Monday, 2 March 2009

Newsfalsh! - March 4th, 2009

Welcome to "Newsfalsh", one of E14's newest features. In it, we will be taking a cynical look over the news stories happening around the time. Incidentally, for those curious, the name "Newsfalsh" comes from the show Muffin the Mule in the 1940s and 1950s. This was a simpler time, a time where puppets could be shonkily made, and the entire child-based audience could scream "We want Muffin" without paedophiles creaming in their pants.

Here, then, is the news.

Protest Officers Seized balloons

So it seems that the Kingsnorth Power Station protesters will literally look for any excuse to have a whinge. Apparently, by searching people entering the protest camp and confiscating some random items, Kent Police have overstepped their boundaries. Included among the items are balloons, books, blankets, a walking stick, soap and a clown outfit.

Let me just repeat that last sentence in case that didn't sink in. Included among the items are balloons, books, blankets, a walking stick, soap and a clown outfit. Yeah, you read right the first time. Someone attempted to enter the camp carrying a concealed clown outfit.

My only question of course may seem obvious. Why do you need a clown outfit at a protest? Is there seriously a protester now saying "Oh god, they've taken my clown outfit. Now my protest will never be taken seriously!" In all seriousness, maybe they're doing you a favour by saving you the indignity of protesting and simultaneously looking like a cunt in a clown outfit.

Later in the article, David Howarth, an MP for Cambridge (he's a politician, it's ok to ignore his opinion), says that "You have to have a really creative imagination to think these items might be involved in committing a crime." The creative imagination would certainly explain why one of the attached pictures to the article is a confiscated Crayola activity pack.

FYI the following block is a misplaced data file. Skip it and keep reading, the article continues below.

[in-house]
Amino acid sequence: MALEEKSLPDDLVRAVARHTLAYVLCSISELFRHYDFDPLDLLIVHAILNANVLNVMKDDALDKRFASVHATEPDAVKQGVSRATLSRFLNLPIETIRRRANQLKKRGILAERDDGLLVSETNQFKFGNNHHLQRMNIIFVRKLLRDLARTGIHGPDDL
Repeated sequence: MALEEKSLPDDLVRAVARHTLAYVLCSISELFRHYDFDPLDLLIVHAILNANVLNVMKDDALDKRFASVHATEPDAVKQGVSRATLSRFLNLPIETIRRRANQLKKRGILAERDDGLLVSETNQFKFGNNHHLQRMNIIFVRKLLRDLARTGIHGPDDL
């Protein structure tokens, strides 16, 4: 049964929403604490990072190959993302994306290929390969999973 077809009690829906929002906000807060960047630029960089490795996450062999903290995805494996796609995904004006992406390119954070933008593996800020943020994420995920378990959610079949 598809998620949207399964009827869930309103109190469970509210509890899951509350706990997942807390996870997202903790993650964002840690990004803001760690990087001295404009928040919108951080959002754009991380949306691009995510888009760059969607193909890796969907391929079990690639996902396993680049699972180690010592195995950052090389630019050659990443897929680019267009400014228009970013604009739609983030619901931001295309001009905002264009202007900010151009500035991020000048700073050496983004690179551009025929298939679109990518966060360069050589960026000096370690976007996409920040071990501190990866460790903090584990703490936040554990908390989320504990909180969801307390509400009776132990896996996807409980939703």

China 'Patriot' sabotages auction
http://news.bbc.co.uk/1/hi/world/asia-pacific/7918128.stm

A man representing the Chinese National Treasures Fund has informed French authorities that he will not be paying for an auction he won, as the items were stolen from China in 1860 by French and British forces.

The auction was set up from the estate of Yves Saint-Laurent and his partner, and came to 15m Euros. Cai Mingchao has stated that he has no intention of paying for the statues, as they were stolen from China.

After reading this article, I only wish that the auction had been set up on eBay. They've given me suspicious warnings in the past for selling genuine items as fakes when they're not. Imagine the feedback ramifications of selling stolen Chinese statues. I think they need to be taken down a peg or two anyway. Plus, think of all the fees they'd miss out on.

This last one is somewhat of a personal choice. Like so many of us, I found myself troubled by the closure of every Woolworth's store in the UK over Christmas this year, but found myself troubled that I could not recall the last time I found something useful (besides a random 4 port USB hub I found in there for £2, but I don't count that because their own brand £4 hub, one of which I purchased, is completely fucking useless) at a Woolworths store.